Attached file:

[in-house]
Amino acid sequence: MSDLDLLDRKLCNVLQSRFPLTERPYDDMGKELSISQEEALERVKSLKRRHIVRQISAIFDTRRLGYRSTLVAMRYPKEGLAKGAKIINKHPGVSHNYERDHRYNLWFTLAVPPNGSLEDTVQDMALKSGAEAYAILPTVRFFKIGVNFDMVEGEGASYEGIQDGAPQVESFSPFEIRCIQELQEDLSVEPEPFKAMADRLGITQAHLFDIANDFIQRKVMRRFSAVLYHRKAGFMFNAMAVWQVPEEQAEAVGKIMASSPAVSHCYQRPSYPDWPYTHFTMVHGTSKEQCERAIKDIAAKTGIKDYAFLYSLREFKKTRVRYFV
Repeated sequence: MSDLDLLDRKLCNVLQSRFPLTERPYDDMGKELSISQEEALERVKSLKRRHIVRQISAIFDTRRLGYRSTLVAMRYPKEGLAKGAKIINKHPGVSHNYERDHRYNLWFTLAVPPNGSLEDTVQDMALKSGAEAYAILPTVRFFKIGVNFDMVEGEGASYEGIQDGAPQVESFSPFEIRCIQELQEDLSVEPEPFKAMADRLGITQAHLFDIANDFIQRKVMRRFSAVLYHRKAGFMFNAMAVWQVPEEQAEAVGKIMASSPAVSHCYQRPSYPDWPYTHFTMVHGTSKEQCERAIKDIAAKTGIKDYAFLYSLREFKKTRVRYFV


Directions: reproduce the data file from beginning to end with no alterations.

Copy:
[in-house]
Amino acid sequence: MSDLDLLDRKLCNVLQSRFPLTERPYDDMGKELSISQEEALERVKSLKRRHIVRQISAIFDTRRLGYRSTLVAMRYPKEGLAKGAKIINKHPGVSHNYERDHRYNLWFTLAVPPNGSLEDTVQDMALKSGAEAYAILPTVRFFKIGVNFDMVEGEGASYEGIQDGAPQVESFSPFEIRCIQELQEDLSVEPEPFKAMADRLGITQAHLFDIANDFIQRKVMRRFSAVLYHRKAGFMFNAMAVWQVPEEQAEAVGKIMASSPAVSHCYQRPSYPDWPYTHFTMVHGTSKEQCERAIKDIAAKTGIKDYAFLYSLREFKKTRVRYFV
Repeated sequence: MSDLDLLDRKLCNVLQSRFPLTERPYDDMGKELSISQEEALERVKSLKRRHIVRQISAIFDTRRLGYRSTLVAMRYPKEGLAKGAKIINKHPGVSHNYERDHRYNLWFTLAVPPNGSLEDTVQDMALKSGAEAYAILPTVRFFKIGVNFDMVEGEGASYEGIQDGAPQVESFSPFEIRCIQELQEDLSVEPEPFKAMADRLGITQAHLFDIANDFIQRKVMRRFSAVLYHRKAGFMFNAMAVWQVPEEQAEAVGKIMASSPAVSHCYQRPSYPDWPYTHFTMVHGTSKEQCERAIKDIAAKTGIKDYAFLYSLREFKKTRVRYFV